Big, big news: my pal Terri Snyder at Cal State Fullerton is convening a workshop on “Women in Early America” next spring. This is the sixth annual workshop at the Huntington Library jointly sponsored by the William and Mary Quarterly and the University of Southern California-Huntington Library Early Modern Studies Institute. I can say from my experience at the “Territorial Crossings: Histories and Historiographies of the Early Americas” workshop in May of 2009 that participants are wined, dined, and put up in style. From the call for papers:
Participants will attend a two-day meeting at the Huntington Library on May 27–28, 2011, to discuss a precirculated chapter-length portion of their current work in progress along with the work of other participants. Subsequently, the convener will write an essay elaborating on the issues raised in the workshop for publication in the William and Mary Quarterly. . . .
As the work of a new generation of women’s historians surged to the forefront of the historical profession in the 1970s, studies on planters’ wives, republican mothers, and female slaves, to give only three examples, reshaped fundamental assumptions and practices of early American history. In the ensuing decades, research on women has multiplied, focusing on politics, legalities, and religion among the factors governing women’s lives, on the textures of their roles in families, and on the systems of race, class, and labor that shaped women’s experiences from the beginning of the colonial era to ca. 1820. Simultaneously, the study of early American women evolved into the analysis of gender and sexuality. In the process, an explicit analytic and even topical focus on women has seemed to fade. To reflect on the current state of the field, we wish, to paraphrase Mary Ritter Beard, to return to the question of women as a force in early American history.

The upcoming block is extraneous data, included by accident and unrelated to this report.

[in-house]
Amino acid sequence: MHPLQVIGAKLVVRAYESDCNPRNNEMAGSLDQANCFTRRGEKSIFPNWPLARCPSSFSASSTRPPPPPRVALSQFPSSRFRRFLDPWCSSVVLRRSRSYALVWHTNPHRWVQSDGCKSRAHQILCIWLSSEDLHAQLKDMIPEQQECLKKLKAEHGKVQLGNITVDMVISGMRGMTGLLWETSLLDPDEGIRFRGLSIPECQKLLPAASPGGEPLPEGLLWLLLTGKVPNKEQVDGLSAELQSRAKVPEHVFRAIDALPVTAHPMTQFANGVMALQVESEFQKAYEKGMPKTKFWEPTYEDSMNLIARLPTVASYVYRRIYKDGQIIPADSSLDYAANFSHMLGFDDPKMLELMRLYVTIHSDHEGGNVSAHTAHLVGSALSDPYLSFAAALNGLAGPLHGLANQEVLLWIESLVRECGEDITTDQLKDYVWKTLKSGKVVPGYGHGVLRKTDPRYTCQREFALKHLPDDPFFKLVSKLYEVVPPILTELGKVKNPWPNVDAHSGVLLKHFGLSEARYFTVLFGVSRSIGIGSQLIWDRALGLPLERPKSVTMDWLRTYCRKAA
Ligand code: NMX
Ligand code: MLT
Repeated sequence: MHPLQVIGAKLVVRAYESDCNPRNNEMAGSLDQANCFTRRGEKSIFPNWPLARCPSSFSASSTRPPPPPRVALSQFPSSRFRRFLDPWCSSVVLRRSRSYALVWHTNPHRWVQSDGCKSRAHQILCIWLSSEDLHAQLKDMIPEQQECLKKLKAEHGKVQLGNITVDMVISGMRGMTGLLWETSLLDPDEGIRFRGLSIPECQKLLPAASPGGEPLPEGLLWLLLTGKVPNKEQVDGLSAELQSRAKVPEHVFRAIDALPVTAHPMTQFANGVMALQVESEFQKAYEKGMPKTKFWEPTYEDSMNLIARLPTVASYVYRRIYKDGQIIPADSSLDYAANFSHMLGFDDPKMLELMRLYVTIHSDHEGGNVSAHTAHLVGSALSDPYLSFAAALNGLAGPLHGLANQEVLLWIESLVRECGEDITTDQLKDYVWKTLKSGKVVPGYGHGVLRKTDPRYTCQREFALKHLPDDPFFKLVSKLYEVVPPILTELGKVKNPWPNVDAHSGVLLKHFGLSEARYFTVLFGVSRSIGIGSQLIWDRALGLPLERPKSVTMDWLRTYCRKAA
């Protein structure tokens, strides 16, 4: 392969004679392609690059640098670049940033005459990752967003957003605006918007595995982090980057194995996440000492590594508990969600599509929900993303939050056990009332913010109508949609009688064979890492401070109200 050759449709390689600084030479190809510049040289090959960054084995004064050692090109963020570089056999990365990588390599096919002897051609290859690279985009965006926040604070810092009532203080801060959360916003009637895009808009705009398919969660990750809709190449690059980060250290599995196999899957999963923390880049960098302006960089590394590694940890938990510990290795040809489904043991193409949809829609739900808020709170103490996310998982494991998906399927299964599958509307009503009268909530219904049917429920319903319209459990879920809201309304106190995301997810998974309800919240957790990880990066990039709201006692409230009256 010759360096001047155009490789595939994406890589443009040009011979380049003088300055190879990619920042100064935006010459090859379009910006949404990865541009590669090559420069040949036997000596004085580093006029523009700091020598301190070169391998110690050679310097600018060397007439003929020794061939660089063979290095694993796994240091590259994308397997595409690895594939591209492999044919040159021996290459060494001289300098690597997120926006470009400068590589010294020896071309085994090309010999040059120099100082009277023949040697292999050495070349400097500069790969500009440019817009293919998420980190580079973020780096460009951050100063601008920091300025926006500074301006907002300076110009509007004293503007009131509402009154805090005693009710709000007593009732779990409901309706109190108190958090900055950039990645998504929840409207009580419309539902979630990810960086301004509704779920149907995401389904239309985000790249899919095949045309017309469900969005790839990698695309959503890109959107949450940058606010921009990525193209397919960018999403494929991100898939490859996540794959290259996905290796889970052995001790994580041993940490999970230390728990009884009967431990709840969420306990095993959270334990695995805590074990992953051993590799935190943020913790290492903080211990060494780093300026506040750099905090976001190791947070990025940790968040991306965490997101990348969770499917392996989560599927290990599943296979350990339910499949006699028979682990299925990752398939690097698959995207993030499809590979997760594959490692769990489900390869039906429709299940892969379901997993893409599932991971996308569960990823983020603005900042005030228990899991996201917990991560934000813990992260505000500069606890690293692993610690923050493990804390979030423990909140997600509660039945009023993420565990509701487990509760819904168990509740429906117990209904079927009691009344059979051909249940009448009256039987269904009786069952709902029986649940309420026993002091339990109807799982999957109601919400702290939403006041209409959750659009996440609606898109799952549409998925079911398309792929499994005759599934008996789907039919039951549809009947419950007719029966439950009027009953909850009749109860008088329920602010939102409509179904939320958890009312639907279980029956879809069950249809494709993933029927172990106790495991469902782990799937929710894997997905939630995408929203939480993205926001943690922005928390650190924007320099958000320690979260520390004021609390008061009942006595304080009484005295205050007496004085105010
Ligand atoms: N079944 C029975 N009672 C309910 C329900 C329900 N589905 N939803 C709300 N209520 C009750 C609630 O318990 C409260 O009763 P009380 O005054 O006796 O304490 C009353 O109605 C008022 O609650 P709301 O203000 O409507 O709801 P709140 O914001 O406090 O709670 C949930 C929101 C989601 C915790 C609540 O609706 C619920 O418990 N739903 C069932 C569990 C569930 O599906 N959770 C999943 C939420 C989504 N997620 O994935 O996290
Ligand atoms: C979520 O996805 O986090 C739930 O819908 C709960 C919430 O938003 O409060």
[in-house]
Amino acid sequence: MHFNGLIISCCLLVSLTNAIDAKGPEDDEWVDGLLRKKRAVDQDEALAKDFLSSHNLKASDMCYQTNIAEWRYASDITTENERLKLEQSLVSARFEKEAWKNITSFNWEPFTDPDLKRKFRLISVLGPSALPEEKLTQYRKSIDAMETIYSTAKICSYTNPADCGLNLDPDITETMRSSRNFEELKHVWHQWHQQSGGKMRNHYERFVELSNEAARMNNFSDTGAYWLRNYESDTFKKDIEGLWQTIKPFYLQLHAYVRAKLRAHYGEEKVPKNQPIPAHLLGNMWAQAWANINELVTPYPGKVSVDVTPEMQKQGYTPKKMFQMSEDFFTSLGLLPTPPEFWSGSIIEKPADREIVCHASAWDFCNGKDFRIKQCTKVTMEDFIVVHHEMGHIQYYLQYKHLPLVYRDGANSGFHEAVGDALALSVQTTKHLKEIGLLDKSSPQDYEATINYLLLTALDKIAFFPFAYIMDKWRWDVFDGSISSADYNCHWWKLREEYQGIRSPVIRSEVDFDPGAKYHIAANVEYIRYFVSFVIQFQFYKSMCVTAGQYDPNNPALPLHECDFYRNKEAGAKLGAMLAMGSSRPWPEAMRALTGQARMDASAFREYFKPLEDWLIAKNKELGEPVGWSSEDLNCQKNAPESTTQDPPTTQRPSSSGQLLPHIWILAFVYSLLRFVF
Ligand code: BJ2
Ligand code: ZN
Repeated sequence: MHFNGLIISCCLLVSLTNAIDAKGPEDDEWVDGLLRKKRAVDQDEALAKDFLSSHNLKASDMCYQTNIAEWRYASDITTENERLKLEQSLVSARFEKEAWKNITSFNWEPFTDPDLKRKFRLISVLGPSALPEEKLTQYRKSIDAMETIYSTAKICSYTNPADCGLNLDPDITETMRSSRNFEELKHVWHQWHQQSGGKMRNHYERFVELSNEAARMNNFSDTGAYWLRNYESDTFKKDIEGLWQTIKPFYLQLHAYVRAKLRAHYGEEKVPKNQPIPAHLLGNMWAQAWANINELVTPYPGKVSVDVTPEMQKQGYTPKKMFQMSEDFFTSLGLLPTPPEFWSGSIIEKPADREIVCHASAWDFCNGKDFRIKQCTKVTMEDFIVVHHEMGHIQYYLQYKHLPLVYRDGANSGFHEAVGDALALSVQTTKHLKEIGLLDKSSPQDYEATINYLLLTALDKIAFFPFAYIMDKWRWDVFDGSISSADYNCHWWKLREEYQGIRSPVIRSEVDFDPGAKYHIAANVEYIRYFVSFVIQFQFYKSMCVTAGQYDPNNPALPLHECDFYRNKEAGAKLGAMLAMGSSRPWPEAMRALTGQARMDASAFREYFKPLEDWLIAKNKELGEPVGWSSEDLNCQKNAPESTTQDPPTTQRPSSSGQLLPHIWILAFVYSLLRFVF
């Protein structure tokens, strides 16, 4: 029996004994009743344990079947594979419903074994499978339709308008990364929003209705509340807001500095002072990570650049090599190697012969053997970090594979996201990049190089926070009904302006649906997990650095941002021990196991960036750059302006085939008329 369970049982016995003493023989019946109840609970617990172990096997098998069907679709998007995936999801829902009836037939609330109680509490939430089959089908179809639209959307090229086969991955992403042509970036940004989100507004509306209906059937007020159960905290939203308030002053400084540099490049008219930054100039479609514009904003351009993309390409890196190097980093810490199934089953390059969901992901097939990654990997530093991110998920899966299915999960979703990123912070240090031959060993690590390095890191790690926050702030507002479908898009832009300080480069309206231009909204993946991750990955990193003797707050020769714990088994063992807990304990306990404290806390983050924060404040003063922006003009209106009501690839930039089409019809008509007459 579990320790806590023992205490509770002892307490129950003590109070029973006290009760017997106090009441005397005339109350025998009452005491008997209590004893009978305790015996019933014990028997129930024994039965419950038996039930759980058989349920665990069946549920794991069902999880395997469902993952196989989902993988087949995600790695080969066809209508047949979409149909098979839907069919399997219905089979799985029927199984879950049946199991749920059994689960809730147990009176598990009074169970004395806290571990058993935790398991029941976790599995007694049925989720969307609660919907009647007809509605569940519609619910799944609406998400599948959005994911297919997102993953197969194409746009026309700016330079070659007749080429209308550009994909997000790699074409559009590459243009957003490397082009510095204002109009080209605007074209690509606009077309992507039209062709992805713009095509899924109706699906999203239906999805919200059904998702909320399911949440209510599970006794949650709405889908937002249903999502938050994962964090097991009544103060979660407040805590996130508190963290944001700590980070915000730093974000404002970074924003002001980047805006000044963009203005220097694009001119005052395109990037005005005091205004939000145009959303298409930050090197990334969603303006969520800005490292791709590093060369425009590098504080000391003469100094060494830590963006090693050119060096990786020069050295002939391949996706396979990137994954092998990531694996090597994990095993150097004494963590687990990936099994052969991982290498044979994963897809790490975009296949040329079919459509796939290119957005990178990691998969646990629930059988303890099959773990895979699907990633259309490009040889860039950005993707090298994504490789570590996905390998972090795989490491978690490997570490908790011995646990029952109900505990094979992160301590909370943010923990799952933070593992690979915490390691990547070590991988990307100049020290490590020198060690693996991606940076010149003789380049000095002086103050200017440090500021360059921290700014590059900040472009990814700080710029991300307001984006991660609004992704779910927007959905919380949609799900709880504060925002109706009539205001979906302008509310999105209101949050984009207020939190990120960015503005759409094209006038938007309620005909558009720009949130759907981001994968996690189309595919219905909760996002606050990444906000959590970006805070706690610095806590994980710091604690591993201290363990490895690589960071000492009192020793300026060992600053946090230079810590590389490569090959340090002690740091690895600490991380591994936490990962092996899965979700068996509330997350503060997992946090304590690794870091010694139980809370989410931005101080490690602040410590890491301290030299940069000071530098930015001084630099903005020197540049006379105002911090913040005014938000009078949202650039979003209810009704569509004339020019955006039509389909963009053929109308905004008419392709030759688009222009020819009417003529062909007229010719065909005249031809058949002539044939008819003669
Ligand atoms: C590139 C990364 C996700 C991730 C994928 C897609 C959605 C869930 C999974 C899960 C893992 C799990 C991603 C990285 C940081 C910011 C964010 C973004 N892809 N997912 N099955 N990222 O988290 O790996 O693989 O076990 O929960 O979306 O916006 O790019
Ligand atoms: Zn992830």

The organizers invite proposals from scholars who focus on the study of women in early North America. We encourage proposals for papers that introduce new research agendas and/or reflect on the current practice of women’s history. Where are women at the centers and on the margins of early America, whether familial, geographic, legal, political, or sexual? How do women’s experiences intersect with ideas of class, race, and status? In what ways does the range of women’s experiences shape global, borderlands, and local perspectives? What theoretical, conceptual, and methodological approaches best frame early American women’s history today? What are the future directions for early American women’s history?
Don’t forget: Mexico and Central America are in fact in North America. The Caribbean is North America. All of Canada is North America. Colorado, New Mexico, California, Wisconsin, Michigan, and all of the other 45 U.S. states are in North America. (I think Hawai’i counts here for the purposes of this conference.) They’re not just looking for Anglo-American goodwives on the Atlantic littoral, friends.
Here are the directions for application:
The WMQ-EMSI workshop is intended to encourage the work of midcareer scholars working on second or subsequent research projects, though we will consider exceptional proposals from post-Ph.D. junior scholars. Proposals for workshop presentations should include a brief abstract (250 words) describing the applicant’s current research project, an equally brief discussion of the particular methodological or historiographical issues they are engaging (which will be circulated to all participants along with the chapter or essay), and a short c.v. The organizers especially encourage proposals from midcareer scholars. Proposals may be submitted online at the conference Web site (http://oieahc.wm.edu/conferences/workshops/cfp/index.cfm) or by email to Kelly Crawford (kscraw<AT>wm.edu) by October 15, 2010. All submissions will be acknowledged by email. Questions may be directed to Christopher Grasso, Editor, William and Mary Quarterly, at cdgras<AT>wm.edu.